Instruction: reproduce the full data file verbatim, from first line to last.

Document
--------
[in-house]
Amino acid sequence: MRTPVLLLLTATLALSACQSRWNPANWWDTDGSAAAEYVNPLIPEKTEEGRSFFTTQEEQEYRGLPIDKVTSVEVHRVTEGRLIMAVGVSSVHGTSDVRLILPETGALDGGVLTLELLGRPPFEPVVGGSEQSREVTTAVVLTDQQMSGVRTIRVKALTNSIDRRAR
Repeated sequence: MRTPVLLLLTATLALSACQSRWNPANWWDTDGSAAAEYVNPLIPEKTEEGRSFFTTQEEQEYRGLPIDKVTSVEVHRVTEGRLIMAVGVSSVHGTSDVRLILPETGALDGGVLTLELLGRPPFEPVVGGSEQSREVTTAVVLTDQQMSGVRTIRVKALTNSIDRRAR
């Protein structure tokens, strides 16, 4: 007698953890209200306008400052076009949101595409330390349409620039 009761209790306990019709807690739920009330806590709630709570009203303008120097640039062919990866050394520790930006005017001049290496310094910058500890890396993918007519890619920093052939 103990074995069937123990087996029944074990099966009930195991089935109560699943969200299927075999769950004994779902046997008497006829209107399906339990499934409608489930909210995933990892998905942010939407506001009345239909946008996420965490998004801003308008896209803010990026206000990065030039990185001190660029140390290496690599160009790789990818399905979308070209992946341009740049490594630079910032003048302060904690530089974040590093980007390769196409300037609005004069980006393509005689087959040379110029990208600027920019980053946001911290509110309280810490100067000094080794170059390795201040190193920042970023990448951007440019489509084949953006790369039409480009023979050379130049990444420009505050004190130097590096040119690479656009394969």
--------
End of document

[in-house]
Amino acid sequence: MRTPVLLLLTATLALSACQSRWNPANWWDTDGSAAAEYVNPLIPEKTEEGRSFFTTQEEQEYRGLPIDKVTSVEVHRVTEGRLIMAVGVSSVHGTSDVRLILPETGALDGGVLTLELLGRPPFEPVVGGSEQSREVTTAVVLTDQQMSGVRTIRVKALTNSIDRRAR
Repeated sequence: MRTPVLLLLTATLALSACQSRWNPANWWDTDGSAAAEYVNPLIPEKTEEGRSFFTTQEEQEYRGLPIDKVTSVEVHRVTEGRLIMAVGVSSVHGTSDVRLILPETGALDGGVLTLELLGRPPFEPVVGGSEQSREVTTAVVLTDQQMSGVRTIRVKALTNSIDRRAR
């Protein structure tokens, strides 16, 4: 007698953890209200306008400052076009949101595409330390349409620039 009761209790306990019709807690739920009330806590709630709570009203303008120097640039062919990866050394520790930006005017001049290496310094910058500890890396993918007519890619920093052939 103990074995069937123990087996029944074990099966009930195991089935109560699943969200299927075999769950004994779902046997008497006829209107399906339990499934409608489930909210995933990892998905942010939407506001009345239909946008996420965490998004801003308008896209803010990026206000990065030039990185001190660029140390290496690599160009790789990818399905979308070209992946341009740049490594630079910032003048302060904690530089974040590093980007390769196409300037609005004069980006393509005689087959040379110029990208600027920019980053946001911290509110309280810490100067000094080794170059390795201040190193920042970023990448951007440019489509084949953006790369039409480009023979050379130049990444420009505050004190130097590096040119690479656009394969």